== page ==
The new lawyer for former militia leader Patrice-Edouard Ngaïssona is contesting a decision by International Criminal Court (ICC) judges to join the Ngaïssona case with that of another former militia commander from the Central African Republic (CAR).
Geert-Jan Alexander Knoops has argued that joining Ngaïssona’s case with that of Alfred Yekatom is premature and violates his client’s fair trial rights. He faults Pre-Trial Chamber II for making the joinder decision before receiving the views of Ngaïssona’s recently-appointed lawyers.
Last month, Pre-Trial Chamber II joined the two cases, stating that a joint trial would serve to enhance the fairness and expeditiousness of the proceedings by avoiding the duplication of evidence, inconsistency in the presentation and assessment of evidence, undue impact on witnesses and victims, and unnecessary expense.
According to the judges, the alleged crimes in both cases are “virtually indistinguishable” as they constitute the same widespread and systematic attack against the civilian population in the same geographical areas. The judges also noted that the specific crimes alleged to have been committed by Yekatom and Ngaïssona correspond to a large extent because all the crimes alleged against Yekatom are also alleged against Ngaïssona. As a result, the judges said the evidence the prosecutor intends to rely on to establish the charges is expected to be substantially the same.
In the request for leave to appeal that ruling, Knoops states that the chamber based its reasoning to join the cases on the mere expectation that the evidence the prosecution would rely on in the two cases would be the same. However, he contends that at this stage such an expectation is speculative and premature because the prosecution has not produced the Document Containing the Charges (DCC), which would provide a complete and updated presentation of the charges.
Knoops cites Article 64(5) of the court’s Rome Statute that states that the trial chamber may, as appropriate, direct that there be a joinder or severance in respect of charges against more than one accused. This, he argues, implies that the charges constitute “the centre of gravity” of a decision of joinder or severance. Knoops says a “charge” should therefore not be reduced to a mere accusation but must be composed of facts, a legal characterization of the facts, and a liability mode.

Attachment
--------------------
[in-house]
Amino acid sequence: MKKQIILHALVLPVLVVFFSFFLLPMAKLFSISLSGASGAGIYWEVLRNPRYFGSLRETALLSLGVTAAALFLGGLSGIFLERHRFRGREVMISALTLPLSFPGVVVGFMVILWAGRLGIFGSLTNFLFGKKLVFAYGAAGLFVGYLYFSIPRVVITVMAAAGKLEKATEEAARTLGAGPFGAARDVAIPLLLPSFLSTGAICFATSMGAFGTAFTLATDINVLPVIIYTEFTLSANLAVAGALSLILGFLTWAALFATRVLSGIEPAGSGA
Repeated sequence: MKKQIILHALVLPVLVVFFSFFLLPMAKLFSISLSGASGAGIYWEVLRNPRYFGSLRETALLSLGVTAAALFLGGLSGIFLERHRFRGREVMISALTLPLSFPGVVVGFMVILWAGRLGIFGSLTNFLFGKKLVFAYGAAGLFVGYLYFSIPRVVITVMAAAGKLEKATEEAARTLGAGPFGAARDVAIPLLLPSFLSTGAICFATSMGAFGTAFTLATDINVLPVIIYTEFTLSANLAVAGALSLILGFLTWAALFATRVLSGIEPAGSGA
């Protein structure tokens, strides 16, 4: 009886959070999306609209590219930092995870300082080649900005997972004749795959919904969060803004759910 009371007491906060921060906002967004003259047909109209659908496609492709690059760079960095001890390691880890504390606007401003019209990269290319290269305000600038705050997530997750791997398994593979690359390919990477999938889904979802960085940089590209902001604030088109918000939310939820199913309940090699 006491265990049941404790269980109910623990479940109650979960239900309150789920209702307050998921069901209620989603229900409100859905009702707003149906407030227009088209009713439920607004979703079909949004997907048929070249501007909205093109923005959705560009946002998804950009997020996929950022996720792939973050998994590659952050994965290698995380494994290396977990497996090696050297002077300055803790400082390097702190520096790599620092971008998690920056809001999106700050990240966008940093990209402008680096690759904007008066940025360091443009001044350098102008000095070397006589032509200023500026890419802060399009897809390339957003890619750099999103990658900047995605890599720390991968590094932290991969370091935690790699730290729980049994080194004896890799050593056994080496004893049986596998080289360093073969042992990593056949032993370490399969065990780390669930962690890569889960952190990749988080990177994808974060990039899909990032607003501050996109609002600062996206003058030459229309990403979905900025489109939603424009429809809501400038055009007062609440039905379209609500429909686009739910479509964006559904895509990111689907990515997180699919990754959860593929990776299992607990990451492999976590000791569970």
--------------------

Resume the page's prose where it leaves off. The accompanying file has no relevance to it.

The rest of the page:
The defense has cited the cases of Germain Katanga and Mathieu Ngudjolo, which Pre-Trial Chamber I joined due to a common application for a warrant of arrest. It says, however, that the joint case was later severed due to a change to the legal characterization of one of the modes of liability. “The fact that an application for a warrant of arrest or a warrant of arrest itself contains initial observations on the modes of liability, which is the case here, cannot supplement the absence of a DCC that would contain proper notice and an assessment of the modes of liability,” argues Knoops.
The prosecution charges that Yekatom and Ngaïssona were commanders in the Anti-Balaka militia, which allegedly committed atrocities against the Muslim population in the CAR during 2013 and 2014. It says the Anti-Balaka militia, in which Ngaïssona was purportedly the most senior leader and the “National General Coordinator,” targeted the Muslim civilian population in retribution for crimes committed by a mainly Islamist militia known as the Seleka.
Knoops also argues that the chamber failed to address the request by Ngaïssona’s former lawyer, Eric Plouvier, to allow the accused’s new lawyer “to make any further or different submissions” regarding the joinder. Plouvier resigned as Ngaïssona’s lawyer early last month. Knoops said three days after he replaced Plouvier as Ngaïssona’s lead attorney, and before he made any submissions on the issue, judges ordered the joinder of the cases.
In a response, the prosecution has asked judges to dismiss the defense application, which it claims does not identify any appealable issue. According to the prosecution, all the alleged issues being appealed are based on a misreading of the joinder decision or underlying submissions, or merely disagree with the chamber’s assessment.
The prosecution argues that, contrary to the assertion by Knoops, Ngaïssona’s former lawyer did not ask that the accused’s new lawyer should be permitted to make further submissions on the feasibility of joinder. Rather, says the prosecution, he alluded to factors that “weighed in favor” of such possibility.
In his submissions, Plouvier said there appeared to be a substantial overlap in the charges against Yekatom and Ngaïssona that could favor a joinder. He added, however, that since the prosecution had not produced the document defining the charges, it was doubtable whether it was suitable or within the pre-trial chamber’s powers to order a joinder at that stage.
Meanwhile, the prosecution has also stated that the Appeals Chamber in the Katanga and Ngudjolo case determined that a pre-trial chamber can order the joinder of charges even before charges are formally submitted. Accordingly, “the resolution of the same question by Appeals Chamber is neither necessary at this stage, nor would it materially advance the proceedings.”